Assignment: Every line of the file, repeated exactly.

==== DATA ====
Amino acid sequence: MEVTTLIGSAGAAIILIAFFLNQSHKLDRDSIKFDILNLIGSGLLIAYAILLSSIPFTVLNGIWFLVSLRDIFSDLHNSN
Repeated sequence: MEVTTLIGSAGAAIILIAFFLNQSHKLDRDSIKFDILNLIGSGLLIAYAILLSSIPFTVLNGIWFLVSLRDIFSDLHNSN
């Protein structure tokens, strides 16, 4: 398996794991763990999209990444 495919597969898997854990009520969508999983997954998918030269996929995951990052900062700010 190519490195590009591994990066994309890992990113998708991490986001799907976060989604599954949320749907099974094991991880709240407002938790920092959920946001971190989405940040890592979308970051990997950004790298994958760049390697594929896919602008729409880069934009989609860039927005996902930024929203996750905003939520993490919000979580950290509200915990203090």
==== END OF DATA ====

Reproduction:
Amino acid sequence: MEVTTLIGSAGAAIILIAFFLNQSHKLDRDSIKFDILNLIGSGLLIAYAILLSSIPFTVLNGIWFLVSLRDIFSDLHNSN
Repeated sequence: MEVTTLIGSAGAAIILIAFFLNQSHKLDRDSIKFDILNLIGSGLLIAYAILLSSIPFTVLNGIWFLVSLRDIFSDLHNSN
């Protein structure tokens, strides 16, 4: 398996794991763990999209990444 495919597969898997854990009520969508999983997954998918030269996929995951990052900062700010 190519490195590009591994990066994309890992990113998708991490986001799907976060989604599954949320749907099974094991991880709240407002938790920092959920946001971190989405940040890592979308970051990997950004790298994958760049390697594929896919602008729409880069934009989609860039927005996902930024929203996750905003939520993490919000979580950290509200915990203090």